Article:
Biomass: economic value vs. price
How can we quench our desire for energy, but produce it more sustainably?
Biomass: economic value vs. priceHow can we quench our desire for energy, but produce it more sustainably?
The price of fuel has hovered around $50 a barrel for more than two years, a far cry from 2011 when it was more than $100 a barrel, and gas cost nearly $4 per gallon.¹ So, what will it take for our energy-gulping society to understand that low prices can only last for so long, especially as the world’s thirst for oil continues to grow? How can we quench our desire for energy, and produce it more sustainably?
Some automotive companies are working to curb oil demand with the creation of electric and hybrid vehicles. Tesla, which only produces electric vehicles, has been quite successful, despite their higher sticker prices. The company’s recently-launched Model 3 has a 220-mile range, and starts at a more reasonable $35,000. And Volvo announced in July that all their models will be available in electric versions by 2019.²
As we look to the future, what becomes more important — price or value? Should results be measured by current market price or long-term value?
I believe that for the long-term benefit of society, it’s not the price per gallon that we need to focus on, but the value that research and innovation can bring by developing renewable forms of energy. Research and innovation bring new ideas and solutions, which will drive prices down in the long term.
Today, the cost to develop newer, cleaner technologies is still higher than producing fuel the way we have for nearly a century. But Tesla, Volvo and other manufacturers are reacting to a consumer demand that’s pushing them toward the future. These companies are working to improve the new technology, and make it more affordable.
Traditionally, it’s been cheaper to produce auto fuel from petroleum than ethanol from corn. However, according to a recent Biofuels Digest article,this model is shifting too. Now, higher-octane fuels are actually less expensive to produce. The article points out that — at the pump — premium fuel costs $2.88 per gallon, but E30 (93 grade) ethanol costs just $2.09.³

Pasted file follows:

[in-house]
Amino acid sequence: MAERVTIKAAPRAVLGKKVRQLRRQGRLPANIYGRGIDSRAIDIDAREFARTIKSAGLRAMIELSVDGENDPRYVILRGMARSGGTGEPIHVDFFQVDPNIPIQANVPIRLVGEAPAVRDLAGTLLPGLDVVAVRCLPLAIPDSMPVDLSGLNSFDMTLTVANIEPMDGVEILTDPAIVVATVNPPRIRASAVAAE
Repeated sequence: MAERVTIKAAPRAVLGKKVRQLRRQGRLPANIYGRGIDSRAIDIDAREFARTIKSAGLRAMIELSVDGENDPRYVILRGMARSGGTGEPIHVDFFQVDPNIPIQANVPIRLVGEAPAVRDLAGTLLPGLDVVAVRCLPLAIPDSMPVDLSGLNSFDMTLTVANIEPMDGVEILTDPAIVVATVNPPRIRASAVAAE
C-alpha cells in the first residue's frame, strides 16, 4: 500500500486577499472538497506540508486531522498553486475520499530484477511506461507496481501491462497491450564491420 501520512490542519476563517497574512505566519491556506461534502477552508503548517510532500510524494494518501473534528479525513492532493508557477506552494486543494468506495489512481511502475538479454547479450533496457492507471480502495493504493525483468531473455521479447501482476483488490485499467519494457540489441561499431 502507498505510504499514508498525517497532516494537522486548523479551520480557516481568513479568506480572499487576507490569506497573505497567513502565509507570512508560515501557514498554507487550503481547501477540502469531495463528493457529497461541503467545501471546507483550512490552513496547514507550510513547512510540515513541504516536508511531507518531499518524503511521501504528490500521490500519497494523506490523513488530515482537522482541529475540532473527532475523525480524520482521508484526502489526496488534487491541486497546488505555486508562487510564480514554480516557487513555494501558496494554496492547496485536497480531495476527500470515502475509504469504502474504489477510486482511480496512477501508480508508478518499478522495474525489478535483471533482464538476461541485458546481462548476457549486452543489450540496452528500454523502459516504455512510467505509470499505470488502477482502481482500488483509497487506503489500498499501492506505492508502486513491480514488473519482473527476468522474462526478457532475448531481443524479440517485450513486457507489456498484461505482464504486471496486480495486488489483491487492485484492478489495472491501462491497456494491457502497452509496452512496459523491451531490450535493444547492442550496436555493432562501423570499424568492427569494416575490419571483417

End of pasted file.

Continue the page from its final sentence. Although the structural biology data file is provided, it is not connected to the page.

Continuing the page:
In past columns, I’ve talked about Pellet Technology using biomass to create feedstock pellets, as well as DuPont creating Sorona®, a fiber used in making clothing from biomass. However, one of the main uses of biomass has typically been ethanol.
Ethanol is renewable, cleaner and has a higher octane. According to the Oak Ridge National Laboratory, energy crops and crop residues could provide 13 percent of the nation’s motor fuel. And a UK-based biotechnology firm, Green Biologics, believes the same feedstocks could replace 100 percent of petrochemicals (chemicals made from petroleum) with bio-chemicals.
According to ICIS Chemical Business Magazine, chemical companies believe replacing dependence on petrochemicals with an alternative made from biomass will help create a sustainable feedstock supply and make chemicals greener. And biotechnology firms believe that, theoretically, all traditional petrochemical production could be replaced with bio-chemicals.4 The question is, is it economically viable to produce them?
At AGCO, our biomass solutions team works to lead these cutting-edge, innovative technologies, while bringing value and supply chain solutions to companies that need biomass (corn stover) to operate their business.
As the harvest season nears, we will be working with numerous biomass companies to provide the bales of biomass residue that power this renewable operation. One of our key components — the Hesston® high-density square baler – produces the high-density bales that lead to better project economics.
Though the cost of biomass production may be higher on the front end, the back-end rewards for our society and our environment are far greater. Most importantly it will reduce the need for petroleum and help provide renewable energy for generations to come.